The front-of-the-house and back-of-the-house in terms of design and atmosphere are typically drastically different.
The front-of-the-house has space, dimmed lighting, and upbeat music paired with the sound of guests laughing and chatting. While, the back-of-the-house on the other hand has the kitchen, which is often packed, loud and a little chaotic.
As the technological age advances, diners are seeing new technologies emerge at restaurants: table-top tablets where guests can order from their table, tablet POS systems making the cash register mobile, touchscreens displaying menu items in a tantalizing manner for guests’ perusal, and online-ordering platforms allowing users to order from their smart phones.
But what about the kitchen in the back-of-the-house?
How is the latest technology streamlining the food prep? Have robots emerged in the kitchen?
We decided to chat with Jennifer Baxter, Senior Engineer of Operations Planning & Design at WD Partners, a firm that focuses on innovating the customer experience for businesses, about the latest state-of-the-art technologies and equipment being used in restaurant design.
What are some of the trends you are seeing in terms of restaurant kitchen design and equipment?
Baxter: Open kitchen concepts – the desire to show the customer more of the preparation and cooking processes, to really earn their trust that the food they are getting is real and good for them. Both QSR as well as Fast Casual concepts (such as Taco Bell, White Castle and Chipotle) have all been designing restaurants that allow the customer to see much more of the process than in the past.
Flexibility – being able to keep the customer engaged with different types of kitchen “theater” experiences that might vary by daypart, day, week, etc. Along with cooking equipment that might be countertop or mobile and doesn’t necessarily require a hood like TurboChef and Ovention ovens to further increase flexibility.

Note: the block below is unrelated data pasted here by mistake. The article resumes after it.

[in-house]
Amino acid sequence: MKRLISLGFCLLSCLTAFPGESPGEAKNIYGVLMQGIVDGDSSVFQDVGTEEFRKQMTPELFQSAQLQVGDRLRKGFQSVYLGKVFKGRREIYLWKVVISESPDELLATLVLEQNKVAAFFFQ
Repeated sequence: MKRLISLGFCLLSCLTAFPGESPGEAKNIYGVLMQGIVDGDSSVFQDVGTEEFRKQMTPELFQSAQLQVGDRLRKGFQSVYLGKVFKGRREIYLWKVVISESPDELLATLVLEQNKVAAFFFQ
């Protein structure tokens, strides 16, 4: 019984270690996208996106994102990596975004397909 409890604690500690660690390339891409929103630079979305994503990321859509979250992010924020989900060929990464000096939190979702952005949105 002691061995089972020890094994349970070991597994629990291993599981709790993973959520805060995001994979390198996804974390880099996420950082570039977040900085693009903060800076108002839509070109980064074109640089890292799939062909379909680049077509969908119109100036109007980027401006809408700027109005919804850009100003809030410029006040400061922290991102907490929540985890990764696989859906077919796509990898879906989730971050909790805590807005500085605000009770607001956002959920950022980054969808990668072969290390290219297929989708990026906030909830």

Convenient Customization – being able to provide what the customer wants, their way, while being quick and convenient. The pizza industry has been changing over the last several years with concepts like MOD and Blaze, offering the choose your own toppings model in addition to an oven time much shorter than a traditional pizza concept.
Is there any "futuristic" equipment emerging in kitchens? What about smart kitchen gadgets? Cooking robots?
Baxter: Technology is constantly being added to the pieces of equipment that have been used in kitchens for years, meant to enhance the user experience – for example digital controls that are Wi-Fi enabled or have a USB port so that menus and cook times can be easily imported and updated. Also with digital displays, the use of pictures more than words to help bridge language barriers that can exist in more diverse kitchen settings.
Robots are being seen in the kitchen setting to automate some processes. In some cases this is to reduce labor needed, but also to allow for reallocated labor into a position that can provide a higher guest experience for a customer.
What elements of a kitchen do you think will forever be an important staple to a chef?
Baxter: Many traditional pieces continue to be important: grills –flat & char, ranges, fryers. This also becomes important to the customer as we see more open kitchens and visibility into what is being produced – the customer tends to feel very comfortable when they can recognize the equipment and it looks familiar to them. Also versatile pieces, like ovens that have a variety of different cooking technologies all in one, to be able to save valuable kitchen square footage with the most versatile equipment.
What are three pieces of advice you can give for designing a restaurant kitchen?
Baxter: Design based on something – You should always have answer to the question “based on what?”
Plan for the unknown – program in flexible equipment and modular workstations that will allow you to change and grow along with your customer.
Continuously evaluate – understand your traffic patterns, menu mix and operational parameters to be able to meet both pure production needs but also customer expectations on speed and quality product. Assessing how a concept operates along with evaluating the customer experience it delivers is a critical part of the WD Partners’ design process.